Have you been tossing and turning and wondering if you will ever fall asleep? You are not alone—over the course of a year, up to one fifth of adults experience insomnia.Insomnia also more common in older people. Learn why sleep is so important and what you can do to improve yours.
During sleep, the body repairs itself and revitalizes organs and muscles. In addition, sleep is important for proper functioning of the immune system and the nervous system.
Lack of sleep can result in: Daytime sleepinessHeadachesGastrointestinal distressIncreased feelings of stressImpaired memoryShortened temperLower motivationSlower reflexesMore mistakes
Changes in your daily routine may help you sleep better at night. These include: Keep regular hours—Try to go to bed at the same time each night and wake up at the same time each morning, even on weekends.Regular exercise—Exercise helps relieve tension. Try to avoid exercising too close to bedtime or you may have a hard time falling asleep.Cut down on stimulants—Consuming stimulants, such as caffeine, in the evening interferes with your ability to fall asleep and may affect deep sleep. Instead, have a cup of herbal tea, which is noncaffeinated, before bed. You may even want to cut caffeine from your diet entirely.
Do not smoke—Smokers tend to take longer to fall asleep, awaken more often, and experience disrupted, fragmented sleep. Talk to your doctor about how can successfully
Avoid eating before sleeping—Plan to finish eating 2–3 hours before you go to bed. If you eat too close to bedtime, then you could experience nightime waking.Drink alcohol in moderation—You may fall asleep faster, but drinking alcohol shortly before bedtime interrupts and fragments your sleep.
Once you are home for the night, these steps may help to prompt your body for sleep: Develop a sleep ritual—Whether it is taking a hot bath, drinking a cup of herbal tea, or reading a book. Doing the same things each night just before bed cues your body to settle down for the night.Unwind early in the evening—Deal with worries and distractions several hours before going to bed. Make a list of things you need to do tomorrow, so you will not think about them all night. Try relaxation exercises, like slow rhythmic breathing.Sleep on a comfortable, supportive mattress and foundation—It is difficult to get deep, restful sleep on a bed that is too small, too soft, or too hard.Create a restful sleep environment—A dark, quiet room is more conducive to sleep. Sudden, loud noises or bright lights can disrupt sleep. You may want to try using a white noise machine to block out distractions. A room that is too hot or too cold can disturb sleep as well. The ideal bedroom temperature is between 60-65°F.Use the bedroom only for sleep and sex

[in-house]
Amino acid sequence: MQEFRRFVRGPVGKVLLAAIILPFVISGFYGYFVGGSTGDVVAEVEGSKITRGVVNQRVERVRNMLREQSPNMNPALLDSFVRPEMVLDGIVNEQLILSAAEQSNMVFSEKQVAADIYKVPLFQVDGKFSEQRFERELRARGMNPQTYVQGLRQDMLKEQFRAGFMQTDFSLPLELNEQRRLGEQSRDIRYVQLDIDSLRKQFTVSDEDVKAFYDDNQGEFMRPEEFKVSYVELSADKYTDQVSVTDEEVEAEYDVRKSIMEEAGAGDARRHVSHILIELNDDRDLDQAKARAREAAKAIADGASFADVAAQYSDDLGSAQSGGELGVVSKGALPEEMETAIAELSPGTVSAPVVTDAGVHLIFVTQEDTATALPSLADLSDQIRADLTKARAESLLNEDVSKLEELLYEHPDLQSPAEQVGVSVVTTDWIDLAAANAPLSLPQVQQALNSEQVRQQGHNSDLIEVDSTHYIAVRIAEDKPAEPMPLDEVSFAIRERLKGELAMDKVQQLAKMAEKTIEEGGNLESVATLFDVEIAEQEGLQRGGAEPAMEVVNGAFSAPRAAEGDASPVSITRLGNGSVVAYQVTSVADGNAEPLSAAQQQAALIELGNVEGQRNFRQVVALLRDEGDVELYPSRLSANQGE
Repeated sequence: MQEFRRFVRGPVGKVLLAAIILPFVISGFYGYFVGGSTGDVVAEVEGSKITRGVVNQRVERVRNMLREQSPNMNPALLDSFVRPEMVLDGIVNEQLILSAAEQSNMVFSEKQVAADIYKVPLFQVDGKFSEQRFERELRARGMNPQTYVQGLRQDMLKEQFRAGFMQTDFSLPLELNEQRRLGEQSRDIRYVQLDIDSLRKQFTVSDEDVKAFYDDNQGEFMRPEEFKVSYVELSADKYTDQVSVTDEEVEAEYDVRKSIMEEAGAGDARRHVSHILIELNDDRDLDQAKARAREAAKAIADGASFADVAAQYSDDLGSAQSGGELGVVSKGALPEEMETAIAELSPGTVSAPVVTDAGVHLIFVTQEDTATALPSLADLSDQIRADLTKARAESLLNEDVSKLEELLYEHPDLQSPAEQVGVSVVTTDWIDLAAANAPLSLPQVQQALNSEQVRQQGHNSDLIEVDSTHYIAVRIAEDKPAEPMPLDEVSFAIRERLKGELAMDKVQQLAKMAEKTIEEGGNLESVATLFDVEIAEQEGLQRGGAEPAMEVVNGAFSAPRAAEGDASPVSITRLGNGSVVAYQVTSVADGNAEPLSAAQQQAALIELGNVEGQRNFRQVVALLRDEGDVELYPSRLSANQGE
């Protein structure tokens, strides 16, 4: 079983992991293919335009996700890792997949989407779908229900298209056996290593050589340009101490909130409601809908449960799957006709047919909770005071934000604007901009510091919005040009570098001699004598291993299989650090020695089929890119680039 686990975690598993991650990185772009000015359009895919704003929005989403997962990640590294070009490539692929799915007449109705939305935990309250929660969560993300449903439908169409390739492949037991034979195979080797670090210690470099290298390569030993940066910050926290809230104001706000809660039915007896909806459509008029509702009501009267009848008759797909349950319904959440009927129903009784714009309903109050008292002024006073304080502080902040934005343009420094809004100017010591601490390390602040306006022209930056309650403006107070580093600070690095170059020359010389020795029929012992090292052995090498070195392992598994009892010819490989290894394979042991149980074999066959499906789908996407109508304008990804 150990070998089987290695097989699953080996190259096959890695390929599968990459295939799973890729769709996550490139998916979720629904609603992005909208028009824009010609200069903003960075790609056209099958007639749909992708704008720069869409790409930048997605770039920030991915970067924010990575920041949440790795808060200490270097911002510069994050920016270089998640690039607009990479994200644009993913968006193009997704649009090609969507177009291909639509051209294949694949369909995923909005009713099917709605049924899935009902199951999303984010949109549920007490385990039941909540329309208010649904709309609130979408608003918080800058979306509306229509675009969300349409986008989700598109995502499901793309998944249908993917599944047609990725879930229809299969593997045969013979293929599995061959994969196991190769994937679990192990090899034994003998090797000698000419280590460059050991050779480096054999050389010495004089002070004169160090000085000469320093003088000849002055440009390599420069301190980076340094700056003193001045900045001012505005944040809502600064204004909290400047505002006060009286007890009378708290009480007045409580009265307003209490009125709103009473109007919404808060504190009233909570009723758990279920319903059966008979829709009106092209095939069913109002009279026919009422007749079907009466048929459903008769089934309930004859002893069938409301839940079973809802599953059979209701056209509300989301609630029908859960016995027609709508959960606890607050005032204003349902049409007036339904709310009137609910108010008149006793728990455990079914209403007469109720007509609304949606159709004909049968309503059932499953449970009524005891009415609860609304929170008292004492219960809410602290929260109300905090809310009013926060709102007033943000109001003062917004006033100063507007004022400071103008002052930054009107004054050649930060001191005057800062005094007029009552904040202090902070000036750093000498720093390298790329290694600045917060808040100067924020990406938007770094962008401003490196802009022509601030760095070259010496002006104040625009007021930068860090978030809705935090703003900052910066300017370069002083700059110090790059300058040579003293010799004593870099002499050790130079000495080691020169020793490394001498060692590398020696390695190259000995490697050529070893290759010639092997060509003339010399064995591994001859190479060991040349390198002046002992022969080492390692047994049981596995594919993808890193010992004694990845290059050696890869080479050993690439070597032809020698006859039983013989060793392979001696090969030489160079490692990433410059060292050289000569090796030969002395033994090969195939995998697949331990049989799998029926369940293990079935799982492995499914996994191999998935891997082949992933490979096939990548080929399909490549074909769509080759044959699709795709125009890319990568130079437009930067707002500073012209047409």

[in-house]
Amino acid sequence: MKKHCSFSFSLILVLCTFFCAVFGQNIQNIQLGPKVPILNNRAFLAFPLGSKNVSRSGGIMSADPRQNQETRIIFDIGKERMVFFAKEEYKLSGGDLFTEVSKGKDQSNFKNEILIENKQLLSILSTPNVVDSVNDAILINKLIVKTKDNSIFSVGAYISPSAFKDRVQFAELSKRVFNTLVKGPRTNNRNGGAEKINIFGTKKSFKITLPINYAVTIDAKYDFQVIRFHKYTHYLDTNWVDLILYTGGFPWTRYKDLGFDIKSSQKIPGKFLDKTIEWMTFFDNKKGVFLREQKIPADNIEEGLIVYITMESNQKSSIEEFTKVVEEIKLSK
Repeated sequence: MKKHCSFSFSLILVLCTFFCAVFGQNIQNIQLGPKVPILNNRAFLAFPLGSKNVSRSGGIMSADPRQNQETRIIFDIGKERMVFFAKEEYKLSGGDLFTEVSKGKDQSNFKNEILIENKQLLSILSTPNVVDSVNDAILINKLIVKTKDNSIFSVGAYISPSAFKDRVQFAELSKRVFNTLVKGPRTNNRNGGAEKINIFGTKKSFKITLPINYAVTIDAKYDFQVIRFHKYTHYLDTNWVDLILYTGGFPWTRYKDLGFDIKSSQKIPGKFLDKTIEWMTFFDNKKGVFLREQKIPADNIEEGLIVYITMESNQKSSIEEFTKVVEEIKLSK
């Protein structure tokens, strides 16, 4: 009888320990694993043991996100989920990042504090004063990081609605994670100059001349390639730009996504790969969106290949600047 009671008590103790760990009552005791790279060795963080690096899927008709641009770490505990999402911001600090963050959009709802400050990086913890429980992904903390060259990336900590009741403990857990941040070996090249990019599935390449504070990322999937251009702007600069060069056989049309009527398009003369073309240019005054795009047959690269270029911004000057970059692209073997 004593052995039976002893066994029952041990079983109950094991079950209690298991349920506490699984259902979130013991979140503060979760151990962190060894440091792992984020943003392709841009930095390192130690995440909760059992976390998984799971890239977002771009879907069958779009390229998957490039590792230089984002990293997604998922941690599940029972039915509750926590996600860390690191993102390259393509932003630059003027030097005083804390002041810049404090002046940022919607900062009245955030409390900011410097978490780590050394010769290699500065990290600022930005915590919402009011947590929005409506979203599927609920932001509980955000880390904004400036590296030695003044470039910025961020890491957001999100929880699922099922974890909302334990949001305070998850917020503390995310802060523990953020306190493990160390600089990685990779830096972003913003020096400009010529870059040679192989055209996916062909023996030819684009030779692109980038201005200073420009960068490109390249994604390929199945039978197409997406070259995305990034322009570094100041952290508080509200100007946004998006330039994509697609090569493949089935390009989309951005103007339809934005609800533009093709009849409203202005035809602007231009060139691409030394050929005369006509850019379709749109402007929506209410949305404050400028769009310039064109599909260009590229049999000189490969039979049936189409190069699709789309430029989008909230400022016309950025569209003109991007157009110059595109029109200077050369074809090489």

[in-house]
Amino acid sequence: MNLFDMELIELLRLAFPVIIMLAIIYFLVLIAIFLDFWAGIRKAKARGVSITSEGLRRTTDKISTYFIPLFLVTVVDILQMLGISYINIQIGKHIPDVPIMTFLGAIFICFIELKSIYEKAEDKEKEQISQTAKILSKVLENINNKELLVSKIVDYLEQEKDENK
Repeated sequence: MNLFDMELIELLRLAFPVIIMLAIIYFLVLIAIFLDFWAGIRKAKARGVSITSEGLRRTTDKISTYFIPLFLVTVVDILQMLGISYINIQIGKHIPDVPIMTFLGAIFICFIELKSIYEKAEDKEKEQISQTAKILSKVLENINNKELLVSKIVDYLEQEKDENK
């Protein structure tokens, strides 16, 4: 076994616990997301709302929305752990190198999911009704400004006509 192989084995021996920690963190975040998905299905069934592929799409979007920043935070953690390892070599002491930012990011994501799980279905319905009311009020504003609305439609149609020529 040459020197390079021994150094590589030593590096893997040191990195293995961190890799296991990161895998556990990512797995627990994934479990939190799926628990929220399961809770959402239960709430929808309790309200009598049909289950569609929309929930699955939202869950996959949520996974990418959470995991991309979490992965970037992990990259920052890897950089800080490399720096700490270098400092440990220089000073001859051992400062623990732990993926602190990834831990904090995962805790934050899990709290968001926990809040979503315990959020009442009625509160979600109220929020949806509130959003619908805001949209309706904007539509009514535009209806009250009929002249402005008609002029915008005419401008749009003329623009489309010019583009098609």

—Do not use the bedroom for things like paying bills, watching television, or discussing the problems of the day.
If your doctor advised you take sleep medication, take them as directed. Sleep medications should only be used temporarily and as a last resort.
Most are taken within an hour of bedtime and should only be used when you plan on getting a full night of sleep.
For those who want better sleep without the use of drugs, light therapy and cognitive behavioral therapy have both been shown to have some benefit.
In some cases, insomnia may the cause of, or be caused by other health conditions. Talk to your doctor about getting proper treatment so you can get a better night's sleep.
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National Sleep Foundation website. Available at:
http://www.sleepfoundation.org/article/sleep-topics/healthy-sleep-tips. Accessed March 4, 2014.
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http://www.womenshealth.gov/publications/our-publications/fact-sheet/insomnia.html. Updated July 16, 2012. Accessed March 4, 2014.
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Last reviewed March 2014 by Michael Woods, MD
Please be aware that this information is provided to supplement the care provided by your physician. It is neither intended nor implied to be a substitute for professional medical advice. CALL YOUR HEALTHCARE PROVIDER IMMEDIATELY IF YOU THINK YOU MAY HAVE A MEDICAL EMERGENCY. Always seek the advice of your physician or other qualified health provider prior to starting any new treatment or with any questions you may have regarding a medical condition.
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